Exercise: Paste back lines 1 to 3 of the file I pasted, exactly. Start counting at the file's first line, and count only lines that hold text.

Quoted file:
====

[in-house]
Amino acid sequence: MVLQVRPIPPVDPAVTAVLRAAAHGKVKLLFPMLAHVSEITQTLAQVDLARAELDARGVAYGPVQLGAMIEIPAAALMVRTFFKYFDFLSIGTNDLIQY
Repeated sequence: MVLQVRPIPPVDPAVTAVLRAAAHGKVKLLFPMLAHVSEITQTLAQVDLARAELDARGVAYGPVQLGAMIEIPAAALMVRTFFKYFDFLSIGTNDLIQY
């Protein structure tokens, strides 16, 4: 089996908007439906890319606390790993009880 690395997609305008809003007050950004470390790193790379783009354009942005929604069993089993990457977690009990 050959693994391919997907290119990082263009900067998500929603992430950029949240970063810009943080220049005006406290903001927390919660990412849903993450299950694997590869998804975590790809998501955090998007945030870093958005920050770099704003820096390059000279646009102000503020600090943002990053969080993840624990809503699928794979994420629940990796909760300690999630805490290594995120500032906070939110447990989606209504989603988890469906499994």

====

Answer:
[in-house]
Amino acid sequence: MVLQVRPIPPVDPAVTAVLRAAAHGKVKLLFPMLAHVSEITQTLAQVDLARAELDARGVAYGPVQLGAMIEIPAAALMVRTFFKYFDFLSIGTNDLIQY
Repeated sequence: MVLQVRPIPPVDPAVTAVLRAAAHGKVKLLFPMLAHVSEITQTLAQVDLARAELDARGVAYGPVQLGAMIEIPAAALMVRTFFKYFDFLSIGTNDLIQY